Interactions can occur when patients taking non-selective beta blockers are given local anaesthetics containing adrenaline. A lower dose is advised with extra care to avoid intravascular injection.5
If there is concern about interactions with sympathomimetic vasoconstrictors, felypressin may be an alternative. Interactions have not been reported with this non-sympathomimetic vasoconstrictor.
Patients who need pain relief after dental treatment should not be denied analgesia because they are taking psychotropic drugs. There are important interactions and some combinations should not be used (Table 2). For example, dextropropoxyphene should not be used in combination with carbamazepine or monoamine oxidase inhibitors, and tramadol or pethidine should generally not be used in combination with antidepressants due to the risk of serotonin syndrome. Alternatives are usually available and paracetamol with codeine is often effective.6
Patient participation in preventive dentistry
Patients with a mental illness may be less likely than others to follow oral hygiene advice, but can do so if carefully instructed.3 Close liaison with other health professionals involved in the patient's general medical and psychiatric management may result in more favourable outcomes.
Pharmacological management of the anxious dental patient
Anyone may suffer anxiety of a severity necessitating pharmacological management in order to facilitate dental treatment. Benzodiazepines and nitrous oxide are the most frequently used drugs. When considering the use of conscious sedation, the 'Guidelines on conscious sedation for dental procedures'7should be referred to and all appropriate safety measures taken.
Benzodiazepines alleviate anxiety, and cause sedation, anterograde amnesia and muscle relaxation. Each of these effects may be of value in treating the anxious patient. These drugs have a wide margin of safety in most patients and differ from one another clinically mainly in their onset and duration of action.
Of the oral benzodiazepines, a reasonable choice is temazepam due to its moderate duration of activity and lower propensity for drug interactions.
Benzodiazepines should be used with caution in patients taking other central nervous system depressant drugs. Drug interactions may also increase or decrease effects of benzodiazepines in patients taking other medication. Benzodiazepines should be avoided in pregnancy wherever possible.28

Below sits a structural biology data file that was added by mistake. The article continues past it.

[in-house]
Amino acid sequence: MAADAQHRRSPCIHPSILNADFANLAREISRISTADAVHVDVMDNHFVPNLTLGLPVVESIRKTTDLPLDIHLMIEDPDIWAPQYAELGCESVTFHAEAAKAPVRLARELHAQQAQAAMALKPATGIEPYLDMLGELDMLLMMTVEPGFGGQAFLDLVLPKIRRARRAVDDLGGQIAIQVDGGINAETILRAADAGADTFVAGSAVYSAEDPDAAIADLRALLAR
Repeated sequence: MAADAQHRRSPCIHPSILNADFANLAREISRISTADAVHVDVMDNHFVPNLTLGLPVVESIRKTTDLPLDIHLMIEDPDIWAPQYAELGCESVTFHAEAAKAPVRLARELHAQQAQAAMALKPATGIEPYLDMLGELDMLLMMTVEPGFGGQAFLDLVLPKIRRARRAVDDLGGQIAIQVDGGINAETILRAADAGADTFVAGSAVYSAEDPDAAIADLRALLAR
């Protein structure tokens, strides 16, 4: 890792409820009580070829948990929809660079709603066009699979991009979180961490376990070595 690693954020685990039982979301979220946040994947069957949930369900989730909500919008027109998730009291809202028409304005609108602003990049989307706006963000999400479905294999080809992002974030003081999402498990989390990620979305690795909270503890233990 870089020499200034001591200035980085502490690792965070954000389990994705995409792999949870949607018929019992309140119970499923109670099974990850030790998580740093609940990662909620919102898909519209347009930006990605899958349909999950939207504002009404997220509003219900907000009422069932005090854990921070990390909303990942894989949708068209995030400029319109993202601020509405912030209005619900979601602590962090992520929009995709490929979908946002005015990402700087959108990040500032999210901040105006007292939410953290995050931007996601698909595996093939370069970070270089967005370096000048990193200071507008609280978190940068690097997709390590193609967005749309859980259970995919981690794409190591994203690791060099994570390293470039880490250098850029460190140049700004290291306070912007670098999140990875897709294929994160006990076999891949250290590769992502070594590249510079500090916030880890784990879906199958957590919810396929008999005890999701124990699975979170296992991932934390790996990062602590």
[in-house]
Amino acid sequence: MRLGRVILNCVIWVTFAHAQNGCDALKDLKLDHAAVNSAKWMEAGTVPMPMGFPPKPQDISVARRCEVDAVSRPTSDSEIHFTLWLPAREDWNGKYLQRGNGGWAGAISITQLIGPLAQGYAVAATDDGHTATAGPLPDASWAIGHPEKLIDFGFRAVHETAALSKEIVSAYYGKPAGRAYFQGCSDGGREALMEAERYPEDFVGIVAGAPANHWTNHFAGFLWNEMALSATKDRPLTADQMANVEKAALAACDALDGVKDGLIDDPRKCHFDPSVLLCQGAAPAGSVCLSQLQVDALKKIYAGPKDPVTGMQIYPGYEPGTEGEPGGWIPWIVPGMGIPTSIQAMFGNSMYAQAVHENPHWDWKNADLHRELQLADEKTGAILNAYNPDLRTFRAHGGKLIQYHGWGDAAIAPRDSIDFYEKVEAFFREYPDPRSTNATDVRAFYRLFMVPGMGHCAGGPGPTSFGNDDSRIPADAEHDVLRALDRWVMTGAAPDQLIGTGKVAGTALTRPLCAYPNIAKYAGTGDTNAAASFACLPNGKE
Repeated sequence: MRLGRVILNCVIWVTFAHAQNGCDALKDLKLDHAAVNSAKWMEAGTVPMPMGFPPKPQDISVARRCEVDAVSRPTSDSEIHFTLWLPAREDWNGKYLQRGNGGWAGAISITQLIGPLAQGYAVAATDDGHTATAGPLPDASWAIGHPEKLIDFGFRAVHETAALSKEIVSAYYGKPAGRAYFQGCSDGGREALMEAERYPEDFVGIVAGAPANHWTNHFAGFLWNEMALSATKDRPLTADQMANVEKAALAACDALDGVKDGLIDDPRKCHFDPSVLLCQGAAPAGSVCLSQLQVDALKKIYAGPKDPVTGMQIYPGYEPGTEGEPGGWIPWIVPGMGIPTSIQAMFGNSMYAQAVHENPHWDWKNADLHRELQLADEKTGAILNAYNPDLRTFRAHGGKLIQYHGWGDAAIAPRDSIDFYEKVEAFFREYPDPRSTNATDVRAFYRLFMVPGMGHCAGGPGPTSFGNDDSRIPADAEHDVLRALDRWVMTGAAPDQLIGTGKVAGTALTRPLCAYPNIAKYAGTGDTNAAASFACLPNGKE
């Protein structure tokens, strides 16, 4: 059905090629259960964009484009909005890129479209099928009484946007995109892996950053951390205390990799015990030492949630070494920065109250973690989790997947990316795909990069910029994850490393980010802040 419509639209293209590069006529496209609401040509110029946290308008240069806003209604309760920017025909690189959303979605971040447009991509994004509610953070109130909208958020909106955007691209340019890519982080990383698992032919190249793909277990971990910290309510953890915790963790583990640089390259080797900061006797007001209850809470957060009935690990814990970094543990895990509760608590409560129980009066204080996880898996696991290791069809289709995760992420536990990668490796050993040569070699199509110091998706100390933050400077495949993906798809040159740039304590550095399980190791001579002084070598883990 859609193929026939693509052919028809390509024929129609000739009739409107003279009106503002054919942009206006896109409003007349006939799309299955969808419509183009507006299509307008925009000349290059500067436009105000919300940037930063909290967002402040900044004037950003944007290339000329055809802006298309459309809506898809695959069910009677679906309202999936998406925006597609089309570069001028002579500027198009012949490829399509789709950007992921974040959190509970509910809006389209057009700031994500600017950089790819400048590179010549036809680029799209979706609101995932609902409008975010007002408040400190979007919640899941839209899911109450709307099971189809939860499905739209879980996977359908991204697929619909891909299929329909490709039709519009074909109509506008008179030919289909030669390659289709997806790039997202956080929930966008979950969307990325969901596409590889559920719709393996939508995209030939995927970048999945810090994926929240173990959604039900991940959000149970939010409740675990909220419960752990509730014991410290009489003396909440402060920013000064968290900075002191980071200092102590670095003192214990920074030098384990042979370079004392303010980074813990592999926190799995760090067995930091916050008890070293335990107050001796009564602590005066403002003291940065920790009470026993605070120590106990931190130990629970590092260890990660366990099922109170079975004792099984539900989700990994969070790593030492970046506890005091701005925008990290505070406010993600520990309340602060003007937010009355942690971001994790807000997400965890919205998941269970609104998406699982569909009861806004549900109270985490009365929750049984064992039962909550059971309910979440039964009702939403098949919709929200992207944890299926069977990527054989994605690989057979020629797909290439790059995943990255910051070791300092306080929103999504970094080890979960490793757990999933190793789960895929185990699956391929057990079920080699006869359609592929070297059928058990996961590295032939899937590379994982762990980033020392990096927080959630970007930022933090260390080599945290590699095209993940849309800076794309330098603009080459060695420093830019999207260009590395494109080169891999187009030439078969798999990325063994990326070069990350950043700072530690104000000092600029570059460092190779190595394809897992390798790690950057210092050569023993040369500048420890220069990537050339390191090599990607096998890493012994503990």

Patients who have taken a benzodiazepine should be escorted after treatment and advised not to drive or undertake any other potentially hazardous activities for the rest of the day, even if the benzodiazepine has a short half-life. The duration of action of any benzodiazepine can vary from patient to patient.
Nitrous oxide is a useful and inexpensive inhaled sedative with which many dentists are familiar. It is relatively safe to use provided that appropriate monitoring and procedures for initiation and termination of sedation are followed. Its various advantages include a lack of propensity for drug interactions and rapid 'on-off' activity. If nitrous oxide is being considered for a pregnant patient consult the patient's obstetrician, although it is considered relatively safe with short-term use. Some respiratory illnesses warrant caution, but most other medical conditions pose little problem. It has good anxiolytic and analgesic properties. Adverse effects are uncommon when lower concentrations and shorter durations are used. Nausea and vomiting are occasional problems during recovery. Many patients recover quickly enough to be able to drive home after a short period of observation. Brief psychomotor evaluation tests may be useful in assessing the patient's ability to leave the practice unescorted.8
The patients encountered in dental practice are increasingly likely to be taking psychotropic medication due to increased recognition of mental illnesses in the community. It is therefore important for dentists to be familiar with the oral health implications of these drugs. Additionally, dentists frequently use conscious sedation as a useful means of managing the anxious patient and should be well versed in the appropriate use of sedation techniques to ensure safe and effective treatment.
The combination of fluticasone and salmeterol is approved for use in severe chronic obstructive pulmonary disease.
It was included on the Pharmaceutical Benefits Schedule on 1 August 2007 for patients with FEV1 less than 50% of the predicted normal, and a history of repeated exacerbations, who have significant symptoms despite regular beta2-agonist treatment.1
The following statements are either true or false.
1. Patients taking antidepressants should not be given local anaesthetics in combination with a vasoconstrictor.
2. Anticholinergic drugs reduce the severity of the xerostomia caused by psychotropic drugs.
Answers to self-help questions
- Olver IN. Xerostomia: a common adverse effect of drugs and radiation. Aust Prescr 2006;29:97-8.
- Australian Medicines Handbook 2007. Adelaide: Australian Medicines Handbook Pty Ltd; 2007.
- Little JW, Falace DA, Miller CS, Rhodus NL. Dental management of the medically compromised patient. 6th ed. St Louis, MO: Mosby; 2002.
- Davydov L, Botts SR. Clozapine-induced hypersalivation. Ann Pharmacother 2000;34:662-5.
- Yagiela JA. Adverse drug interactions in dental practice: interactions associated with vasoconstrictors. J Am Dent Assoc 1999;130:701-9.
- Therapeutic Guidelines: Oral and Dental. Melbourne: Therapeutic Guidelines Limited; 2007.
- Guidelines on conscious sedation for dental procedures. Australian and New Zealand College of Anaesthetists and the Royal Australasian College of Dental Surgeons. http://www.ada.org.au/app_cmslib/media/lib/0703/m52386_v1_consedps21_2003.pdf [cited 2007 Jul 10]
- Malamed SF. Sedation: a guide to patient management. 4th ed. St Louis, MO: Mosby; 2003.